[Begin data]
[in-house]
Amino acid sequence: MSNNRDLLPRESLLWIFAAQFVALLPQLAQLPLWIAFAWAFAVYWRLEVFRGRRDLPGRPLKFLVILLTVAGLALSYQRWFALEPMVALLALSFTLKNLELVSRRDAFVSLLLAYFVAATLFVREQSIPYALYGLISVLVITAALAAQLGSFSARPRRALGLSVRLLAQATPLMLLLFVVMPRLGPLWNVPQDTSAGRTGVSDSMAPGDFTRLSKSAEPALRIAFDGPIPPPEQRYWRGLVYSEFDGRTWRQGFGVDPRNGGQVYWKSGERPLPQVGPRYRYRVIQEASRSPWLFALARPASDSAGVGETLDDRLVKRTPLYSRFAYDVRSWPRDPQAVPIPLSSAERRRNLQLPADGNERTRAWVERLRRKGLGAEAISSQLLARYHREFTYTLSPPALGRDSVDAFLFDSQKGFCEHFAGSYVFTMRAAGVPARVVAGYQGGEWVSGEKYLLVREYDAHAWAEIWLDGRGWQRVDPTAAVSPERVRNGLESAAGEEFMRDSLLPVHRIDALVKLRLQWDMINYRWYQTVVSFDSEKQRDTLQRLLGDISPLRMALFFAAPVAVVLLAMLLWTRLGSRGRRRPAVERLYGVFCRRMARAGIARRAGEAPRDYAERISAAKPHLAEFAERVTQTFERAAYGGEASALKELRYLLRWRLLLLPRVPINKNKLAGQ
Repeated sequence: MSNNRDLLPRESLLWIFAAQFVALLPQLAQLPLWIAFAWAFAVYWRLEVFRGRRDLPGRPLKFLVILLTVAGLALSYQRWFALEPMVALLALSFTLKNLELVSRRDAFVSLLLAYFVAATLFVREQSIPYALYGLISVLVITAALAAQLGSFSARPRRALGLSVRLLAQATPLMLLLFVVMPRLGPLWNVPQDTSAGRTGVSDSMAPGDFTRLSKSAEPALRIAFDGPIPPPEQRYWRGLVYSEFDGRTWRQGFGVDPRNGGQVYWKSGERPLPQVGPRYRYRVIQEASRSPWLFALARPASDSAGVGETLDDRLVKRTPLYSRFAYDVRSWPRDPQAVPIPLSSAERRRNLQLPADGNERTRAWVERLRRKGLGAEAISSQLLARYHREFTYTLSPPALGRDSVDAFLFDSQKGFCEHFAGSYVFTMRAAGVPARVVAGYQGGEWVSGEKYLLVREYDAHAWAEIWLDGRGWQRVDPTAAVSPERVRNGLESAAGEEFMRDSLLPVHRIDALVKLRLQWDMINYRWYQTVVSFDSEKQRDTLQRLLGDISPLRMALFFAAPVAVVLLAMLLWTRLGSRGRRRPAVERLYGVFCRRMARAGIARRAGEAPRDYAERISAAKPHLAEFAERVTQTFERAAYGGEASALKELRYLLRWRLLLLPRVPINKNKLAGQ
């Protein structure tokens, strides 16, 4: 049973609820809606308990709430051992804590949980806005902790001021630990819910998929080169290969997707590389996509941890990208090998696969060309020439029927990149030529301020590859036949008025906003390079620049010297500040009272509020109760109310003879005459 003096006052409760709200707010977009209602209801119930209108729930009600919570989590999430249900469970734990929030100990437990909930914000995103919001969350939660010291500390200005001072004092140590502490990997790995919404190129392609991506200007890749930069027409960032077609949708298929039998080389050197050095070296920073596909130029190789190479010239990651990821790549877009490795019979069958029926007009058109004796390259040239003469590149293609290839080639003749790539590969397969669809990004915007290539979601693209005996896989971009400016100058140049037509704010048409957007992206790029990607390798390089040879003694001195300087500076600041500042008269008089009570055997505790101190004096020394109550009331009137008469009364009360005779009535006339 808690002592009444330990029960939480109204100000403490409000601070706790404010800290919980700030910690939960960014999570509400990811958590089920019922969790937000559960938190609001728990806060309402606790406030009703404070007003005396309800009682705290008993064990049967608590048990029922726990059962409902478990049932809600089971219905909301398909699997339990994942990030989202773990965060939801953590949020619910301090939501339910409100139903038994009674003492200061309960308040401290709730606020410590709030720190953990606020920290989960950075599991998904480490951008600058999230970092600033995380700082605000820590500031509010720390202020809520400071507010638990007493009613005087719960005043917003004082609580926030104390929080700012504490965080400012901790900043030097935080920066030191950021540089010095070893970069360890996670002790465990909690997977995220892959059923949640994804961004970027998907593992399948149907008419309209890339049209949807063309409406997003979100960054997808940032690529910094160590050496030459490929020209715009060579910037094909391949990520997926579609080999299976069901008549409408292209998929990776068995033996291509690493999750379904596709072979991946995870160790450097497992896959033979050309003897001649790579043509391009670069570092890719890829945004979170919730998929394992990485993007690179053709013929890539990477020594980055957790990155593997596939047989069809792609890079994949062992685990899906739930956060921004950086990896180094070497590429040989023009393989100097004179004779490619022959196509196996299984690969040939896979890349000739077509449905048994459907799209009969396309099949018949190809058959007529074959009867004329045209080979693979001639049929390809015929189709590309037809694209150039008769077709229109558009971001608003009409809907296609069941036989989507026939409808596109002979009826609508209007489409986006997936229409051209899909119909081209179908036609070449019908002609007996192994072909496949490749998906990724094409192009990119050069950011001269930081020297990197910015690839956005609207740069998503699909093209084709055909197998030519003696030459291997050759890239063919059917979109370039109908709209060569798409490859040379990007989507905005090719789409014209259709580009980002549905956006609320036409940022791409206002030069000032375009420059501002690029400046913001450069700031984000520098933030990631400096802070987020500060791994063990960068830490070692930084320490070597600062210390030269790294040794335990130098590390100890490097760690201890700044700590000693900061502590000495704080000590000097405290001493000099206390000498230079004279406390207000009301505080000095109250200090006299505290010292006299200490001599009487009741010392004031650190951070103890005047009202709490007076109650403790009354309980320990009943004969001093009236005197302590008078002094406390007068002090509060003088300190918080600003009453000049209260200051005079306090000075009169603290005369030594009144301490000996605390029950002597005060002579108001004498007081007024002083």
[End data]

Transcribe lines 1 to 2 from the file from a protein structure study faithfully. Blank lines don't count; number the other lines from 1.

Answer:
[in-house]
Amino acid sequence: MSNNRDLLPRESLLWIFAAQFVALLPQLAQLPLWIAFAWAFAVYWRLEVFRGRRDLPGRPLKFLVILLTVAGLALSYQRWFALEPMVALLALSFTLKNLELVSRRDAFVSLLLAYFVAATLFVREQSIPYALYGLISVLVITAALAAQLGSFSARPRRALGLSVRLLAQATPLMLLLFVVMPRLGPLWNVPQDTSAGRTGVSDSMAPGDFTRLSKSAEPALRIAFDGPIPPPEQRYWRGLVYSEFDGRTWRQGFGVDPRNGGQVYWKSGERPLPQVGPRYRYRVIQEASRSPWLFALARPASDSAGVGETLDDRLVKRTPLYSRFAYDVRSWPRDPQAVPIPLSSAERRRNLQLPADGNERTRAWVERLRRKGLGAEAISSQLLARYHREFTYTLSPPALGRDSVDAFLFDSQKGFCEHFAGSYVFTMRAAGVPARVVAGYQGGEWVSGEKYLLVREYDAHAWAEIWLDGRGWQRVDPTAAVSPERVRNGLESAAGEEFMRDSLLPVHRIDALVKLRLQWDMINYRWYQTVVSFDSEKQRDTLQRLLGDISPLRMALFFAAPVAVVLLAMLLWTRLGSRGRRRPAVERLYGVFCRRMARAGIARRAGEAPRDYAERISAAKPHLAEFAERVTQTFERAAYGGEASALKELRYLLRWRLLLLPRVPINKNKLAGQ